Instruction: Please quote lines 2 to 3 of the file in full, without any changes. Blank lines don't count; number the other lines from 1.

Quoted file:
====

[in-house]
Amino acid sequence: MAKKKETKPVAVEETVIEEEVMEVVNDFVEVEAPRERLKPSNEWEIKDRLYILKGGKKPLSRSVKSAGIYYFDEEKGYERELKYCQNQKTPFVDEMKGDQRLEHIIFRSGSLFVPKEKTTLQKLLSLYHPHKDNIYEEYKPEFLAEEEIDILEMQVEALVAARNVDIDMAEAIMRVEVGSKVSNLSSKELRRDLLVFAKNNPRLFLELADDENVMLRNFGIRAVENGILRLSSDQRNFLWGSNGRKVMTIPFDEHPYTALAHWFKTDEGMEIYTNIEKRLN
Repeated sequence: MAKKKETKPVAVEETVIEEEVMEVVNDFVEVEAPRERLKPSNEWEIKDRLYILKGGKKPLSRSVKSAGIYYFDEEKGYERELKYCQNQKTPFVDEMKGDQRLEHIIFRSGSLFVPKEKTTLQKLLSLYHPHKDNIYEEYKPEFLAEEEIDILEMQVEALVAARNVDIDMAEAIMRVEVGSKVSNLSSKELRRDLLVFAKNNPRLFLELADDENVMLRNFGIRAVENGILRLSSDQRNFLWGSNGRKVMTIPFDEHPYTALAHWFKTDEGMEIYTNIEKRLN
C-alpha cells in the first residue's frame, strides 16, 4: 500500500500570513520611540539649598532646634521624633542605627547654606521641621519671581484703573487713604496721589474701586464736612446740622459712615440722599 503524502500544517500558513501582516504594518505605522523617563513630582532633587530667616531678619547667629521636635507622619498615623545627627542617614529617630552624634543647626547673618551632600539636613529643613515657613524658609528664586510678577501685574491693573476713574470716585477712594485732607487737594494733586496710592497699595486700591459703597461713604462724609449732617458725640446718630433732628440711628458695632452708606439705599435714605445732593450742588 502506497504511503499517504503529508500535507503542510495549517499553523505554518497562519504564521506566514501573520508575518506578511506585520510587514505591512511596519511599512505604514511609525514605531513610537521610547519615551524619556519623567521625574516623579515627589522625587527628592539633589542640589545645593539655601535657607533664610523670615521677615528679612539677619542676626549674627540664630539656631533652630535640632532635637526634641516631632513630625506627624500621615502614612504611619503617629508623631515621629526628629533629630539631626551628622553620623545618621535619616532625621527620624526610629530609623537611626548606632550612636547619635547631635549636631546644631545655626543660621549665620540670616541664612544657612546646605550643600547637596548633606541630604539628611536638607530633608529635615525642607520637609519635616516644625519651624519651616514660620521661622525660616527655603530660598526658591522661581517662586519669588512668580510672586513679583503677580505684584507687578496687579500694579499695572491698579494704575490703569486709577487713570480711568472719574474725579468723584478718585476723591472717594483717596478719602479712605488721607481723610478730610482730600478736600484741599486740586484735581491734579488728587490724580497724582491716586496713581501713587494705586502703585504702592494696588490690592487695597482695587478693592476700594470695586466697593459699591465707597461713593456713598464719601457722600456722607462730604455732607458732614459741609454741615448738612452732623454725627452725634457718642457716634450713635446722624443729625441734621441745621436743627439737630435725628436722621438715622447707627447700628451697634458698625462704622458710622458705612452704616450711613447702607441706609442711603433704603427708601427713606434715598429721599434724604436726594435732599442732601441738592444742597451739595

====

Amino acid sequence: MAKKKETKPVAVEETVIEEEVMEVVNDFVEVEAPRERLKPSNEWEIKDRLYILKGGKKPLSRSVKSAGIYYFDEEKGYERELKYCQNQKTPFVDEMKGDQRLEHIIFRSGSLFVPKEKTTLQKLLSLYHPHKDNIYEEYKPEFLAEEEIDILEMQVEALVAARNVDIDMAEAIMRVEVGSKVSNLSSKELRRDLLVFAKNNPRLFLELADDENVMLRNFGIRAVENGILRLSSDQRNFLWGSNGRKVMTIPFDEHPYTALAHWFKTDEGMEIYTNIEKRLN
Repeated sequence: MAKKKETKPVAVEETVIEEEVMEVVNDFVEVEAPRERLKPSNEWEIKDRLYILKGGKKPLSRSVKSAGIYYFDEEKGYERELKYCQNQKTPFVDEMKGDQRLEHIIFRSGSLFVPKEKTTLQKLLSLYHPHKDNIYEEYKPEFLAEEEIDILEMQVEALVAARNVDIDMAEAIMRVEVGSKVSNLSSKELRRDLLVFAKNNPRLFLELADDENVMLRNFGIRAVENGILRLSSDQRNFLWGSNGRKVMTIPFDEHPYTALAHWFKTDEGMEIYTNIEKRLN